It’s left many F1 fans switching off and reminded others why they switched off in the first place. Remember that open goal? Somehow, through a process and chain of decisions we’ll probably never know, F1 managed to hit the crossbar and give itself a bloody nose.
Dealing with the mess
As the ‘F1 person’ in most of my friendship groups, I was the person that got many of the messages that followed immediately the race. New viewers were totally bewildered at the optics of what happened, while more seasoned fans immediately realised the unusual nature of what took place.
In the hours that followed information seeped out, and it just got worse. Was the safety car at full throttle? Were the rules followed? If it was any consolation to the fans, most of the drivers were equally confused.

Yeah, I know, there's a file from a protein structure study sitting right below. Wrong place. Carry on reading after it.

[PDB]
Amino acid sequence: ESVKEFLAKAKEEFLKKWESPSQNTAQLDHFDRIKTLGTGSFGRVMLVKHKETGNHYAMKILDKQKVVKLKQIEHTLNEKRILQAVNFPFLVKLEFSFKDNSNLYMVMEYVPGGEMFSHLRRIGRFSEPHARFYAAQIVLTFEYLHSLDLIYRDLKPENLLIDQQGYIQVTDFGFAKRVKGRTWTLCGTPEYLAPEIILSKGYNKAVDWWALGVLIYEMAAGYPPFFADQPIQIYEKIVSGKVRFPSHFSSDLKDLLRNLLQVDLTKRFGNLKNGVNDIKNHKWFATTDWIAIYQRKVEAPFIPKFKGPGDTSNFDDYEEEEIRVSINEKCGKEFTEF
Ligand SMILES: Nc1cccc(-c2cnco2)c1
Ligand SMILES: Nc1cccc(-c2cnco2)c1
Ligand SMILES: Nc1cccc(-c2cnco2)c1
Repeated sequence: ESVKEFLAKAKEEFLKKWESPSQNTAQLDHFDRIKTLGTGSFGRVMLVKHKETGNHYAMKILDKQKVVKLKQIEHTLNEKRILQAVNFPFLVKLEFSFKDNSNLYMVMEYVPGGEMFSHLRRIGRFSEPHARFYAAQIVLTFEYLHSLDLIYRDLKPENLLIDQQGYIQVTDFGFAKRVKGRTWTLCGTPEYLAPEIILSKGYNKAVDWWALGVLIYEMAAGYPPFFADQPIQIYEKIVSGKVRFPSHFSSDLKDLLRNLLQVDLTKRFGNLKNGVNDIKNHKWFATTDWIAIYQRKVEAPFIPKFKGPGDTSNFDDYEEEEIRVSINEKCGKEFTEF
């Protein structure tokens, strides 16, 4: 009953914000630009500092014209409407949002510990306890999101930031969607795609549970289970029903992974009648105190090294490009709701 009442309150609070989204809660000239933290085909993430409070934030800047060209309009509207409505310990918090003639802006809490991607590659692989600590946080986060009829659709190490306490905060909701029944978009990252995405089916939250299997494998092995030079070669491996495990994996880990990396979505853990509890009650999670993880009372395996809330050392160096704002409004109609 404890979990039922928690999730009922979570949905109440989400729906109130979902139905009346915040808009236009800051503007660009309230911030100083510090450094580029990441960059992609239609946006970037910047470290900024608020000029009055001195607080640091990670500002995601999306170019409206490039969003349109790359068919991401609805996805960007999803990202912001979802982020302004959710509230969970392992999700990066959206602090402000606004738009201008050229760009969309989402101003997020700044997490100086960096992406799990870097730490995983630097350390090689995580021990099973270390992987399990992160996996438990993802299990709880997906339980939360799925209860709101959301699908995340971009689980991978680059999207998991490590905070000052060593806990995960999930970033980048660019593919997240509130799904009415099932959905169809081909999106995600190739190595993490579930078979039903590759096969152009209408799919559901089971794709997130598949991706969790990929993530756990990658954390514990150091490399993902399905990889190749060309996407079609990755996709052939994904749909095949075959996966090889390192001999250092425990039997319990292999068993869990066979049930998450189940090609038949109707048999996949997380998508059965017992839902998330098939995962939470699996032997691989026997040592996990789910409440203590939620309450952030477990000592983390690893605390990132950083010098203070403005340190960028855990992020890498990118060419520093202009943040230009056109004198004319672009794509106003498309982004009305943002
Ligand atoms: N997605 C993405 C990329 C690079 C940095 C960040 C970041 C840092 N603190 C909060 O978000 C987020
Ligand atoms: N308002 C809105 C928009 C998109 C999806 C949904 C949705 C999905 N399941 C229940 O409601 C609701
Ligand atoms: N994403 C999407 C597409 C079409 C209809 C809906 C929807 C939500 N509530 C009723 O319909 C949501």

The fallout was strong and expected: Mercedes lodged an appeal, pulled out of FIA events, and both Hamilton and Toto Wolff disappeared from public view. Later, the appeal was dropped, and Mercedes are already looking ahead to 2022; a year which they’ll be doing everything they can to crush the competition.
Essentially, as many tweets from many figures in the paddock will say, it’s unfortunate but over – and the show must go on. As a fan of the sport for around two decades now, it reminded me F1 has a bad habit of continuing as usual without any self-reflection. After all, this is the sport that brought you the 2005 US GP in which only six Bridgestone-shod cars took part, the unexpected 2021 Jeddah edition of ‘Deal or no Deal’ and of course, the 2021 Belgian GP that never was.
It’s this ability to move on from Abu Dhabi, as well as the decisions taken that day, that have currently created such a disconnect between the fans and the sport they love. For many, the sense of injustice and the loss of fair play is still there – regardless of the other 2021 highlights.